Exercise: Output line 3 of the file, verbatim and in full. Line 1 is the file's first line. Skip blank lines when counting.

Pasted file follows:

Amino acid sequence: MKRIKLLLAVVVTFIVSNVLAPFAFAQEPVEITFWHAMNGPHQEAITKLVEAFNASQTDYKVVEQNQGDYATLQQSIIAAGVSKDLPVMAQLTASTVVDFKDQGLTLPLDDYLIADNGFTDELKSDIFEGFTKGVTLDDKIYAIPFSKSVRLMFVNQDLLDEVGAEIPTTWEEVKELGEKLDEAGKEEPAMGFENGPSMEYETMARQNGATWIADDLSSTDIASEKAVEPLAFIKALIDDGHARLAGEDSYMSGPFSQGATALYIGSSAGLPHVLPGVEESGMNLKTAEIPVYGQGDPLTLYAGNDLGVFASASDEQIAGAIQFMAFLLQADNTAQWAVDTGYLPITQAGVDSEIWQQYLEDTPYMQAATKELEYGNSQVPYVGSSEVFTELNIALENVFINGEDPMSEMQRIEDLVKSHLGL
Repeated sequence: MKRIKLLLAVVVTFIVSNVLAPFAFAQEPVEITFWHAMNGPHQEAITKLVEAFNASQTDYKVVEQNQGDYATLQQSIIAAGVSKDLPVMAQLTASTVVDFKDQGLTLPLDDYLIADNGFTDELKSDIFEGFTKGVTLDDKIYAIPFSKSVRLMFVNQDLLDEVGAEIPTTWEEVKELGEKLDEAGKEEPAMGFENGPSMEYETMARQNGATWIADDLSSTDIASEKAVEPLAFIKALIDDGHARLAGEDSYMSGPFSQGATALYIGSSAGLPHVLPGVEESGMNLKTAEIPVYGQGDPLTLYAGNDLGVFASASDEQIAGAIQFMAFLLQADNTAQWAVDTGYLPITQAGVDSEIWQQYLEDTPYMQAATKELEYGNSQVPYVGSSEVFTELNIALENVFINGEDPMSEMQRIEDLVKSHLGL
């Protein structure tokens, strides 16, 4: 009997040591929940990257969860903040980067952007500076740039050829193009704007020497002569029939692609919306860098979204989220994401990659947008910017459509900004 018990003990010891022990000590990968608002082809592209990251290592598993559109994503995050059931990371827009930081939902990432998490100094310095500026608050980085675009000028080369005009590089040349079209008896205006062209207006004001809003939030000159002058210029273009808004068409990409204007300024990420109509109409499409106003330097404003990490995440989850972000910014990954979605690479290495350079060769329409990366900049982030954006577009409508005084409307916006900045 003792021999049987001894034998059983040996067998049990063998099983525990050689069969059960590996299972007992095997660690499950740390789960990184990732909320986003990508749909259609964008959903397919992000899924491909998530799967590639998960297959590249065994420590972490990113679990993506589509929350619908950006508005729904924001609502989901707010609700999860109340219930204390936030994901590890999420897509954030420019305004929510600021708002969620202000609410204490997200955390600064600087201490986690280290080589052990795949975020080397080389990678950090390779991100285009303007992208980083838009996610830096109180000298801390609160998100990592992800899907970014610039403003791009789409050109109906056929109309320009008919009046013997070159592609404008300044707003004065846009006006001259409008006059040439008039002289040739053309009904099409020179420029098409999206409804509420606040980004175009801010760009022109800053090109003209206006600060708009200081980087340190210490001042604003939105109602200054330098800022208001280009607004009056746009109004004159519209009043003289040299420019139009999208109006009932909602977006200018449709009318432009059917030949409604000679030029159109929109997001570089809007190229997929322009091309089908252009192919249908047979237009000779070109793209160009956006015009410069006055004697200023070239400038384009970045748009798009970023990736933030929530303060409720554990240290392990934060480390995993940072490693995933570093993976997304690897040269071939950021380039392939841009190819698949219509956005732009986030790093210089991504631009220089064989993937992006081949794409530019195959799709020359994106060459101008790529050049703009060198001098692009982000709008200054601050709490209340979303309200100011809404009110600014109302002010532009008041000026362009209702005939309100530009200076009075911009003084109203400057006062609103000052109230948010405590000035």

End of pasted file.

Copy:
């Protein structure tokens, strides 16, 4: 009997040591929940990257969860903040980067952007500076740039050829193009704007020497002569029939692609919306860098979204989220994401990659947008910017459509900004 018990003990010891022990000590990968608002082809592209990251290592598993559109994503995050059931990371827009930081939902990432998490100094310095500026608050980085675009000028080369005009590089040349079209008896205006062209207006004001809003939030000159002058210029273009808004068409990409204007300024990420109509109409499409106003330097404003990490995440989850972000910014990954979605690479290495350079060769329409990366900049982030954006577009409508005084409307916006900045 003792021999049987001894034998059983040996067998049990063998099983525990050689069969059960590996299972007992095997660690499950740390789960990184990732909320986003990508749909259609964008959903397919992000899924491909998530799967590639998960297959590249065994420590972490990113679990993506589509929350619908950006508005729904924001609502989901707010609700999860109340219930204390936030994901590890999420897509954030420019305004929510600021708002969620202000609410204490997200955390600064600087201490986690280290080589052990795949975020080397080389990678950090390779991100285009303007992208980083838009996610830096109180000298801390609160998100990592992800899907970014610039403003791009789409050109109906056929109309320009008919009046013997070159592609404008300044707003004065846009006006001259409008006059040439008039002289040739053309009904099409020179420029098409999206409804509420606040980004175009801010760009022109800053090109003209206006600060708009200081980087340190210490001042604003939105109602200054330098800022208001280009607004009056746009109004004159519209009043003289040299420019139009999208109006009932909602977006200018449709009318432009059917030949409604000679030029159109929109997001570089809007190229997929322009091309089908252009192919249908047979237009000779070109793209160009956006015009410069006055004697200023070239400038384009970045748009798009970023990736933030929530303060409720554990240290392990934060480390995993940072490693995933570093993976997304690897040269071939950021380039392939841009190819698949219509956005732009986030790093210089991504631009220089064989993937992006081949794409530019195959799709020359994106060459101008790529050049703009060198001098692009982000709008200054601050709490209340979303309200100011809404009110600014109302002010532009008041000026362009209702005939309100530009200076009075911009003084109203400057006062609103000052109230948010405590000035």